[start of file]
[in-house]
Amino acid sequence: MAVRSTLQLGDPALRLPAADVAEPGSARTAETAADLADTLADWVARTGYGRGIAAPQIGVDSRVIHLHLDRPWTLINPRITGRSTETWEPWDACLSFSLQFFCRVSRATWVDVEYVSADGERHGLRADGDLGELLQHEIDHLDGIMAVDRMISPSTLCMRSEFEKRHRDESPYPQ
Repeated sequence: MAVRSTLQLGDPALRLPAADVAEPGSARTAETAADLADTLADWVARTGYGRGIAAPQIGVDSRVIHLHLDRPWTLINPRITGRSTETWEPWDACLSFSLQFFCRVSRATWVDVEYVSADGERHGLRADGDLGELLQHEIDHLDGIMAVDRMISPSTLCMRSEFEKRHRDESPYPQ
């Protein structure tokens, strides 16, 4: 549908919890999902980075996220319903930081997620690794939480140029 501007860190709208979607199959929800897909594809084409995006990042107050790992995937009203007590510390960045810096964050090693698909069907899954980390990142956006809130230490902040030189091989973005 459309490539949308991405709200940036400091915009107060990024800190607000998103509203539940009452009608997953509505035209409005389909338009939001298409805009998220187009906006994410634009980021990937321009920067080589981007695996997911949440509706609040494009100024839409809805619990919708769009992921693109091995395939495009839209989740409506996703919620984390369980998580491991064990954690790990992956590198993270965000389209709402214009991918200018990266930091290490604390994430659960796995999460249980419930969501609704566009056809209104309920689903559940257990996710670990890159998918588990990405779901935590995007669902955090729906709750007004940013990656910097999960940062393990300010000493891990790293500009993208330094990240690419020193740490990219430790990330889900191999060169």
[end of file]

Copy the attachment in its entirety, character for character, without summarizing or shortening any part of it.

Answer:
[in-house]
Amino acid sequence: MAVRSTLQLGDPALRLPAADVAEPGSARTAETAADLADTLADWVARTGYGRGIAAPQIGVDSRVIHLHLDRPWTLINPRITGRSTETWEPWDACLSFSLQFFCRVSRATWVDVEYVSADGERHGLRADGDLGELLQHEIDHLDGIMAVDRMISPSTLCMRSEFEKRHRDESPYPQ
Repeated sequence: MAVRSTLQLGDPALRLPAADVAEPGSARTAETAADLADTLADWVARTGYGRGIAAPQIGVDSRVIHLHLDRPWTLINPRITGRSTETWEPWDACLSFSLQFFCRVSRATWVDVEYVSADGERHGLRADGDLGELLQHEIDHLDGIMAVDRMISPSTLCMRSEFEKRHRDESPYPQ
């Protein structure tokens, strides 16, 4: 549908919890999902980075996220319903930081997620690794939480140029 501007860190709208979607199959929800897909594809084409995006990042107050790992995937009203007590510390960045810096964050090693698909069907899954980390990142956006809130230490902040030189091989973005 459309490539949308991405709200940036400091915009107060990024800190607000998103509203539940009452009608997953509505035209409005389909338009939001298409805009998220187009906006994410634009980021990937321009920067080589981007695996997911949440509706609040494009100024839409809805619990919708769009992921693109091995395939495009839209989740409506996703919620984390369980998580491991064990954690790990992956590198993270965000389209709402214009991918200018990266930091290490604390994430659960796995999460249980419930969501609704566009056809209104309920689903559940257990996710670990890159998918588990990405779901935590995007669902955090729906709750007004940013990656910097999960940062393990300010000493891990790293500009993208330094990240690419020193740490990219430790990330889900191999060169």